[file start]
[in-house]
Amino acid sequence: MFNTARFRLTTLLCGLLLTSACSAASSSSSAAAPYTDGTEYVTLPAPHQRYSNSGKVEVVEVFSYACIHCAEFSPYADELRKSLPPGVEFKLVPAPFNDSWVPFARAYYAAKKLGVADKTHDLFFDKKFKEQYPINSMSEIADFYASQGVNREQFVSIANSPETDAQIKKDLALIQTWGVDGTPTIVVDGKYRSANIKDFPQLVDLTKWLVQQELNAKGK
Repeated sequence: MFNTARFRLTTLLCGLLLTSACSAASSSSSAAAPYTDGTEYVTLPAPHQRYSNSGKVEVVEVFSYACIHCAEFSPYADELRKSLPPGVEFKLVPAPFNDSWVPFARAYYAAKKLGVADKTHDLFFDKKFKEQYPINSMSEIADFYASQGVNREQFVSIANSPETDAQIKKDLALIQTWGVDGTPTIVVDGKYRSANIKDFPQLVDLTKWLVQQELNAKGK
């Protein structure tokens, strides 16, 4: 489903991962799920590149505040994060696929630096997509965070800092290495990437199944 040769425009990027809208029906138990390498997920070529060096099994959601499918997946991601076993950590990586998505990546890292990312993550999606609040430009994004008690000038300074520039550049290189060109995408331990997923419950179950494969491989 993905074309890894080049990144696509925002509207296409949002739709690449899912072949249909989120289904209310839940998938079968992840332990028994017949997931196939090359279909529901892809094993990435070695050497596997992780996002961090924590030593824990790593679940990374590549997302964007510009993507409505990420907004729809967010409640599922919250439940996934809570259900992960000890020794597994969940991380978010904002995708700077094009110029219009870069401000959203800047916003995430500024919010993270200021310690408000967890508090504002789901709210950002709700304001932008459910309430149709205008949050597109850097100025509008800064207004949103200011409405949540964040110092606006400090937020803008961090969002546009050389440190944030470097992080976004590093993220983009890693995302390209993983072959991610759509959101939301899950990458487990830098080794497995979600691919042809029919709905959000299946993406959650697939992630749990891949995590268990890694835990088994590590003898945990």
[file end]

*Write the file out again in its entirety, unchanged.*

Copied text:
[in-house]
Amino acid sequence: MFNTARFRLTTLLCGLLLTSACSAASSSSSAAAPYTDGTEYVTLPAPHQRYSNSGKVEVVEVFSYACIHCAEFSPYADELRKSLPPGVEFKLVPAPFNDSWVPFARAYYAAKKLGVADKTHDLFFDKKFKEQYPINSMSEIADFYASQGVNREQFVSIANSPETDAQIKKDLALIQTWGVDGTPTIVVDGKYRSANIKDFPQLVDLTKWLVQQELNAKGK
Repeated sequence: MFNTARFRLTTLLCGLLLTSACSAASSSSSAAAPYTDGTEYVTLPAPHQRYSNSGKVEVVEVFSYACIHCAEFSPYADELRKSLPPGVEFKLVPAPFNDSWVPFARAYYAAKKLGVADKTHDLFFDKKFKEQYPINSMSEIADFYASQGVNREQFVSIANSPETDAQIKKDLALIQTWGVDGTPTIVVDGKYRSANIKDFPQLVDLTKWLVQQELNAKGK
């Protein structure tokens, strides 16, 4: 489903991962799920590149505040994060696929630096997509965070800092290495990437199944 040769425009990027809208029906138990390498997920070529060096099994959601499918997946991601076993950590990586998505990546890292990312993550999606609040430009994004008690000038300074520039550049290189060109995408331990997923419950179950494969491989 993905074309890894080049990144696509925002509207296409949002739709690449899912072949249909989120289904209310839940998938079968992840332990028994017949997931196939090359279909529901892809094993990435070695050497596997992780996002961090924590030593824990790593679940990374590549997302964007510009993507409505990420907004729809967010409640599922919250439940996934809570259900992960000890020794597994969940991380978010904002995708700077094009110029219009870069401000959203800047916003995430500024919010993270200021310690408000967890508090504002789901709210950002709700304001932008459910309430149709205008949050597109850097100025509008800064207004949103200011409405949540964040110092606006400090937020803008961090969002546009050389440190944030470097992080976004590093993220983009890693995302390209993983072959991610759509959101939301899950990458487990830098080794497995979600691919042809029919709905959000299946993406959650697939992630749990891949995590268990890694835990088994590590003898945990």